Junk removal business alleges copyright infringement by franchisee

By Carol Ostrow | May 29, 2015


A Pennsylvania junk removal business has sued a Texas man, alleging breach of contract and resultant copyright infringement.

J Dog Franchises filed a lawsuit May 18 against Louis Vaughn Jr. of Houston in the U.S. District Court for the Eastern District of Pennsylvania, alleging breach of contract in a January financial dispute.

According to the complaint, J Dog leases brand-name “J Dog” waste disposal service franchises and exclusively licenses an operating system called “J Dog Junk Removal” along with its mark and logo. The suit states franchisees are licensed to use the trade names, service marks and dress of the plaintiff’s business and to operate under the system, and that the relationship between J Dog and its franchisees is governed by an agreement made with each franchise.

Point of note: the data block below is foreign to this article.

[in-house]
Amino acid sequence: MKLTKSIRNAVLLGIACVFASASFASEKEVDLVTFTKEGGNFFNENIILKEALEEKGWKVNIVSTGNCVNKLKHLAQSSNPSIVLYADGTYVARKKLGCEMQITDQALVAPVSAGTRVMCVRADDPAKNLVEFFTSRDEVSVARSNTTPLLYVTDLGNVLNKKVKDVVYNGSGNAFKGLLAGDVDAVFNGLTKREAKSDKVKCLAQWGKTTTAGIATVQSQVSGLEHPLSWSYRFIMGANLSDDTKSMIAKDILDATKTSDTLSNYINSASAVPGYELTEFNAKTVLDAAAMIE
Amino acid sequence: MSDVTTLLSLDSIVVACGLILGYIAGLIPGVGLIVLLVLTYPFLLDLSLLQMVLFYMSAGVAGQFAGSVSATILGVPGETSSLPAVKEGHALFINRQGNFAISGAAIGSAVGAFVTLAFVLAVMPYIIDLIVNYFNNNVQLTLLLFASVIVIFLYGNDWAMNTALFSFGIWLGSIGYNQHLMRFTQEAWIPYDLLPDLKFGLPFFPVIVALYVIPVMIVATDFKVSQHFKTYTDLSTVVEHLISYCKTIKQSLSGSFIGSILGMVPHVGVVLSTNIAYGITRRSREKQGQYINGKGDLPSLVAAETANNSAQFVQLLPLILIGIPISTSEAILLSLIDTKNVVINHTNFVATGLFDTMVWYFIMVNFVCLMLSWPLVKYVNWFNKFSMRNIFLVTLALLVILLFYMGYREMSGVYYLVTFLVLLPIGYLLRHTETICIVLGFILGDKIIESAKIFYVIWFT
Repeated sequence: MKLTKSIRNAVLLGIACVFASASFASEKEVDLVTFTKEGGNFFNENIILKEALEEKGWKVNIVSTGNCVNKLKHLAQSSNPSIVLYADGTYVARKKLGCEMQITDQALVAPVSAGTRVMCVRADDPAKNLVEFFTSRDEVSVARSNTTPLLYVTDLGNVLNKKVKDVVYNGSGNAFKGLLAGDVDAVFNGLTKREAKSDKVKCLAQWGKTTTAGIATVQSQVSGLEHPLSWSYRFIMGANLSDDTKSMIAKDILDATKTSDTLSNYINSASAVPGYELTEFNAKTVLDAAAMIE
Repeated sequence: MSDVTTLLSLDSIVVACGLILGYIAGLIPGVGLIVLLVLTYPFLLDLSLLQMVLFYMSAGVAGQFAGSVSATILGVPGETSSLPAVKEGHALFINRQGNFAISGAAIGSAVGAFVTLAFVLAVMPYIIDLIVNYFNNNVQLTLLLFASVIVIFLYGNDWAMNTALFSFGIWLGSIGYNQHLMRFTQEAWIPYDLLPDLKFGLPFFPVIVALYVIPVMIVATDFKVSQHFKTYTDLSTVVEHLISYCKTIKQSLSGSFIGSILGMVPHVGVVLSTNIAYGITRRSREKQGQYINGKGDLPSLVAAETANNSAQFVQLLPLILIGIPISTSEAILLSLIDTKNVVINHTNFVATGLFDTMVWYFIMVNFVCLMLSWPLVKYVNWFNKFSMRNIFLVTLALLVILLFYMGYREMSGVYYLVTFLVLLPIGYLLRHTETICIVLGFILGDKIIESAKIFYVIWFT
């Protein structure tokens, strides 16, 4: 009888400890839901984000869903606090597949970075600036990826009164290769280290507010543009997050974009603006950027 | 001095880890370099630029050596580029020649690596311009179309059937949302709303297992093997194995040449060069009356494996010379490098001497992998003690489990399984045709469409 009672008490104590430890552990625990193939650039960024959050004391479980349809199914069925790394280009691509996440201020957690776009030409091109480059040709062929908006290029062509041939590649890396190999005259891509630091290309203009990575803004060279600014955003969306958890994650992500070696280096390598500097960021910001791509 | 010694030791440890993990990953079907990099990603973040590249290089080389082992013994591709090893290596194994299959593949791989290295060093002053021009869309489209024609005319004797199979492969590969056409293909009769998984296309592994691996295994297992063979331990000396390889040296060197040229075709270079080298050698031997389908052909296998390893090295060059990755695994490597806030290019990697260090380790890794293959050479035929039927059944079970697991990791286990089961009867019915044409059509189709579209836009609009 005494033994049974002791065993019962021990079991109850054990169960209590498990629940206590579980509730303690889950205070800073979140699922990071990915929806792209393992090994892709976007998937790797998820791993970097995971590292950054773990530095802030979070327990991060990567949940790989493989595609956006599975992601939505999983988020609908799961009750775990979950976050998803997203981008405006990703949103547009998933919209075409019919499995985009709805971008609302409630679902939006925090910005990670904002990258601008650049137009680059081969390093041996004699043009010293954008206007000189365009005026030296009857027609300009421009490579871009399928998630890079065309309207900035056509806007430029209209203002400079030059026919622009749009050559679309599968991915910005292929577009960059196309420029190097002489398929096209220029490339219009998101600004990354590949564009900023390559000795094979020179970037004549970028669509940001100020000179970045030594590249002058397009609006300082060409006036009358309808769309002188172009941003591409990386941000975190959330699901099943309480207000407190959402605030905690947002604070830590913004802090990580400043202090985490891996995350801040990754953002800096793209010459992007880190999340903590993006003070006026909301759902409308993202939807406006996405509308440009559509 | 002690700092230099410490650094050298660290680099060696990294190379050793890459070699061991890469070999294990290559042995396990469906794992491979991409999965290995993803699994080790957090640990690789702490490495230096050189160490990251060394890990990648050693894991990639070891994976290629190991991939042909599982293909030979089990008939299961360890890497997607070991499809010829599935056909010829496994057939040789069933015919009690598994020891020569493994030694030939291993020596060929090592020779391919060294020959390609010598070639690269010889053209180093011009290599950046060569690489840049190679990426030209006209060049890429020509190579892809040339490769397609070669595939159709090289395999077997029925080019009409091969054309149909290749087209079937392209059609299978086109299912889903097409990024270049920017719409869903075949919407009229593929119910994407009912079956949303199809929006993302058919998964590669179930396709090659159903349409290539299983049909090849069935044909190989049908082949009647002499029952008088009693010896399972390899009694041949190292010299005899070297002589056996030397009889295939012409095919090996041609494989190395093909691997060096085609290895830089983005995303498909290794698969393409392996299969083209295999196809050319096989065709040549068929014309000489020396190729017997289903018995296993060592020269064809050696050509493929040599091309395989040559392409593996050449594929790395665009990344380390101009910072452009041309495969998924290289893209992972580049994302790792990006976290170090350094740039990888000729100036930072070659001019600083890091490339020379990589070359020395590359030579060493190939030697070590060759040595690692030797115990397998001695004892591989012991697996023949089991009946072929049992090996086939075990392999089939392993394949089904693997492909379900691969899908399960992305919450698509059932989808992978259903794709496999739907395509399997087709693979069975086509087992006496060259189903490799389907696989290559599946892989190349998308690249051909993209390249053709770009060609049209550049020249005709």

The suit states Vaughn entered into such a franchise agreement to service the Houston area June 24, 2013, agreeing to pay scheduled monthly royalty fees, but the defendant repeatedly failed to pay the royalty fees when the amount increased.

The suit says when the plaintiff notified Vaughn of the breach, the defendant ceased all payments beginning in January 2015. J Dog Franchises states it repeatedly notified Vaughn of his default between January and February, via letters and emails.

The suit cites trademark infringement and breach of contract.

J Dog Franchise requests Vaughn to cease using the J Dog system, trademark, name, web address and any other associations to the business; and provide an accounting of supplies and equipment.

J Dog seeks declaratory judgment in its favor, attorney fees and court costs. It is represented by attorney Samuel Halterman of Spadea, Lanard & Lignana in Philadelphia.

U.S. District

Court for the Eastern District of Pennsylvania case number: 2:15-cv-02780-GJP.

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